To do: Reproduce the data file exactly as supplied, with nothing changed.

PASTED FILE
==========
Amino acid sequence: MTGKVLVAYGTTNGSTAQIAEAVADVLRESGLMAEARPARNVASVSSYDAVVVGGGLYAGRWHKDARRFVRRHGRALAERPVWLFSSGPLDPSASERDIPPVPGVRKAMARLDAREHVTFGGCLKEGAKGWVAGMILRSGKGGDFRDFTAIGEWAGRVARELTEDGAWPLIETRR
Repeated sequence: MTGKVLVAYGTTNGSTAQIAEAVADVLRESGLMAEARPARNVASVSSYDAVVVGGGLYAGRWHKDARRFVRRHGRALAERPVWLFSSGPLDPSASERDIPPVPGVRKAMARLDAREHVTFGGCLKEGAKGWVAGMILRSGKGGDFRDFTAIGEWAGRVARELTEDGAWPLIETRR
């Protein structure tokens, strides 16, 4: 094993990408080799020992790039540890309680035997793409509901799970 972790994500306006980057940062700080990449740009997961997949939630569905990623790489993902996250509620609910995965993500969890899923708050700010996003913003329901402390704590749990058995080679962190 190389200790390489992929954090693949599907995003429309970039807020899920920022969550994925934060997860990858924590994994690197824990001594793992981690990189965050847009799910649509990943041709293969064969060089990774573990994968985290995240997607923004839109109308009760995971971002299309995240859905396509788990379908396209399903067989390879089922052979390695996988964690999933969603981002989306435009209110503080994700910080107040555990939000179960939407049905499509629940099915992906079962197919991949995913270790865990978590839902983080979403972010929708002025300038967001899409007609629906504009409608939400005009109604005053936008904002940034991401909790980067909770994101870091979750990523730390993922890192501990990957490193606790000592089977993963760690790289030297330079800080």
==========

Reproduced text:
Amino acid sequence: MTGKVLVAYGTTNGSTAQIAEAVADVLRESGLMAEARPARNVASVSSYDAVVVGGGLYAGRWHKDARRFVRRHGRALAERPVWLFSSGPLDPSASERDIPPVPGVRKAMARLDAREHVTFGGCLKEGAKGWVAGMILRSGKGGDFRDFTAIGEWAGRVARELTEDGAWPLIETRR
Repeated sequence: MTGKVLVAYGTTNGSTAQIAEAVADVLRESGLMAEARPARNVASVSSYDAVVVGGGLYAGRWHKDARRFVRRHGRALAERPVWLFSSGPLDPSASERDIPPVPGVRKAMARLDAREHVTFGGCLKEGAKGWVAGMILRSGKGGDFRDFTAIGEWAGRVARELTEDGAWPLIETRR
């Protein structure tokens, strides 16, 4: 094993990408080799020992790039540890309680035997793409509901799970 972790994500306006980057940062700080990449740009997961997949939630569905990623790489993902996250509620609910995965993500969890899923708050700010996003913003329901402390704590749990058995080679962190 190389200790390489992929954090693949599907995003429309970039807020899920920022969550994925934060997860990858924590994994690197824990001594793992981690990189965050847009799910649509990943041709293969064969060089990774573990994968985290995240997607923004839109109308009760995971971002299309995240859905396509788990379908396209399903067989390879089922052979390695996988964690999933969603981002989306435009209110503080994700910080107040555990939000179960939407049905499509629940099915992906079962197919991949995913270790865990978590839902983080979403972010929708002025300038967001899409007609629906504009409608939400005009109604005053936008904002940034991401909790980067909770994101870091979750990523730390993922890192501990990957490193606790000592089977993963760690790289030297330079800080």